I have been an OB/GYN hospitalist at a busy suburban community hospital for almost one year. I truly love my job. However, I’ve noticed something unexpected that’s prompted me to pause. There are several physicians — good, clinically competent, kind physicians — who frequently perform episiotomies. Routine episiotomy is not recommended. In my training and eight years of practice prior to becoming a hospitalist I rarely saw it used. So this experience has been surprising. There are a number of reasons physicians with high episiotomy rates is bothersome, and it brings to mind issues we all face in medicine.
An episiotomy is a cut in a woman’s perineum (the tissue between the vagina and anus). It is made at the time the fetal head is crowning in a vaginal delivery. Episiotomy increases the amount of soft tissue space, and as a result, will decrease the amount of time for delivery of the fetal head. The increased space also allows more room to perform maneuvers to relieve a shoulder dystocia. Episiotomy is, in general, not frequently performed. It was done in 12 percent of vaginal deliveries in 2012 (compared to 61 percent in 1979). Although the ideal episiotomy rate is undefined, restrictive use of episiotomy is preferred over routine use. Since 2006 the American Congress of Obstetricians and Gynecologists has recommended against routine episiotomy use.
It is troublesome to see any physicians with high episiotomy rates, as the procedure is not necessary for the majority of vaginal births. Purported benefits of episiotomy include less severe perineal lacerations, easier laceration repair, better wound healing, and preservation of the pelvic floor support by preventing a spontaneous, irregular laceration. Data, however, does not support this. A 2005 systematic review found that pain, severity of perineal laceration, and pain medication use were not better with routine episiotomy use. There was also no demonstrated benefit from routine episiotomy use for prevention of urinary or fecal incontinence, or pelvic floor relaxation. A 2009 Cochrane Review found similar results, and that restrictive episiotomy use was associated with less suturing and fewer healing complications than routine use.
Frequent episiotomy also gives me concern because women don’t want an episiotomy, and they explicitly express that. I routinely see “no episiotomy” in birth plans. It’s similar for women who don’t have a formalized birth plan. As a hospitalist, one of my standard questions to help establish trust and rapport is “Is there anything you want with your birth experience that you would like me to know?” Not wanting an episiotomy is a frequent response. Most women aren’t pushy or overbearing about their desires. They are overwhelmingly reasonable and want whatever is best to have a healthy baby. But it is understandably important to them to avoid an episiotomy unless truly necessary.
Frequently performing episiotomy may erode trust in a relationship that is already taking a beating. Obstetricians face backlash that we over-medicalize an event that for the majority of women is low risk. Patients are concerned that doctors manipulate the birth process to suit their personal schedules. Women are increasingly turning to midwives or even home births with the belief that their wishes will be better respected, and they will have more freedom and autonomy during labor. Add to this that technology gives patients access to tremendous amounts of medical information. Technology also gives women an unprecedented ability to share their pregnancy and birth experiences. As a result, women are often familiar with standards of care (including episiotomy use), along with other women’s experience with episiotomy. Thus, I worry that in a background of eroded trust, even when episiotomy is medically indicated, suspicions may arise as to why it was done.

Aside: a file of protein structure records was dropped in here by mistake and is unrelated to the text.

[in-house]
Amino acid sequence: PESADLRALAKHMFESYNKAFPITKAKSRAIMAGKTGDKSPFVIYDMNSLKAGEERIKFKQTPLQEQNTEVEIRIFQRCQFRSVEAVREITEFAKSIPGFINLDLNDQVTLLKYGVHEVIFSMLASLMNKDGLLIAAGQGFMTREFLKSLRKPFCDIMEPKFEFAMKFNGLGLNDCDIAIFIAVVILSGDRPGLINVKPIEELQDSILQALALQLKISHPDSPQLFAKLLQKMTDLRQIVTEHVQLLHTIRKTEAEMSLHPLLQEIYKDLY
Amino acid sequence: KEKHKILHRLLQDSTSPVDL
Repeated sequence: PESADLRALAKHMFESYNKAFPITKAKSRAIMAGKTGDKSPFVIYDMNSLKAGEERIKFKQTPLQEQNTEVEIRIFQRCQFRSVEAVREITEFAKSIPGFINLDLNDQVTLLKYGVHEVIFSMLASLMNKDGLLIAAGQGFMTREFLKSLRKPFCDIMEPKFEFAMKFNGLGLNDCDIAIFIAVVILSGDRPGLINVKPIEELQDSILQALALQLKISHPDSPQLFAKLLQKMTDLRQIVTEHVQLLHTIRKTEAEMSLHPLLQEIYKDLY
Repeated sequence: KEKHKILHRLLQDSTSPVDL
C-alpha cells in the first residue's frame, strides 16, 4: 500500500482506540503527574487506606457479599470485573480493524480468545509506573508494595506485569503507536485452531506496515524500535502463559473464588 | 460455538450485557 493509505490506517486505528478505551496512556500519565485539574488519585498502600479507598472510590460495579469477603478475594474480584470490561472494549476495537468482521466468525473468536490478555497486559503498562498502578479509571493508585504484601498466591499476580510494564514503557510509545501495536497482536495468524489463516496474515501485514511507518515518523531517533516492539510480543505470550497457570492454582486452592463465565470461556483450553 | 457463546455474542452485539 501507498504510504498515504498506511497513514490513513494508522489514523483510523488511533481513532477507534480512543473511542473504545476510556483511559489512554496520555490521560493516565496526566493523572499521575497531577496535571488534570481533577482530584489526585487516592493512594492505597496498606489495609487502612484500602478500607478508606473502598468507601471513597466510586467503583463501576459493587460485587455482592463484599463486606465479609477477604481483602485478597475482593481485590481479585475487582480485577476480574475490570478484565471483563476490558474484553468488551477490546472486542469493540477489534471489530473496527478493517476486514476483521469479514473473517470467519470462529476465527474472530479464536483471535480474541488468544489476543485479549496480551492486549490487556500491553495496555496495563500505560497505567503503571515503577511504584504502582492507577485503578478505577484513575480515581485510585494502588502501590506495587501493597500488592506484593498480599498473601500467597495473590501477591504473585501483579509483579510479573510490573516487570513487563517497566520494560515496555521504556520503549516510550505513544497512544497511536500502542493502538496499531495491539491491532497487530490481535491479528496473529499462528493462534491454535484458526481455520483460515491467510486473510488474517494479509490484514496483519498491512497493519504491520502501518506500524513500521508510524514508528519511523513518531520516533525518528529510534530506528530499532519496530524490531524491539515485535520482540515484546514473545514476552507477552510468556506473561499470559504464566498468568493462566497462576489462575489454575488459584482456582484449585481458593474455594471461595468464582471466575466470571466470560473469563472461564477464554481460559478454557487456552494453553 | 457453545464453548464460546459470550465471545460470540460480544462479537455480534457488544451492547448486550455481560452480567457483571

Why are there physicians at my hospital with high episiotomy rates? A recent large study examined factors associated with episiotomy use. It concluded that variation in episiotomy is related to non-medical factors. Multivariable modeling showed that patients who are white or have commercial insurance have higher episiotomy rates. Rates were lower at rural and teaching hospitals. Being a private practitioner is also associated with higher episiotomy rates (as high as a 7-fold increase in one study). The patient and hospital demographics where I practice as well as the doctors with high rates fit these characteristics.
It is obvious that this needs to change. No patient should receive a procedure that is largely unnecessary and unwanted. So what can be done? Hospitals track episiotomy rates, and many report the data as part of quality improvement initiatives. Public reporting and peer pressure certainly help. My hospital is aware of its statistics, wants to make change, and is working on how to best address it. An honest, non-confrontational conversation about it would be great. In this era of more data, reports, and initiatives, the act of talking with (not to) doctors feels like it’s getting lost. It would be ideal to initiate conversation without the threat of being judged by a metric attached to it.
This brings to mind larger implications beyond episiotomy. We practice in an environment where increasing clinical demands (seeing more patients in less time, more charting requirements, challenges with electronic medical records) leave less time to stay updated on best practice. We have to find a way to navigate this landscape so that we consistently give our patients the best evidence-based care. Equally important is that we acknowledge and respect patients wishes, and honor them whenever it is clinically appropriate and doesn’t impede the best care.
Nicole Calloway Rankins is an obstetrician-gynecologist and an integrative health coach. She can be reached at Health and Wellness Coaching by Nicole Calloway Rankins.
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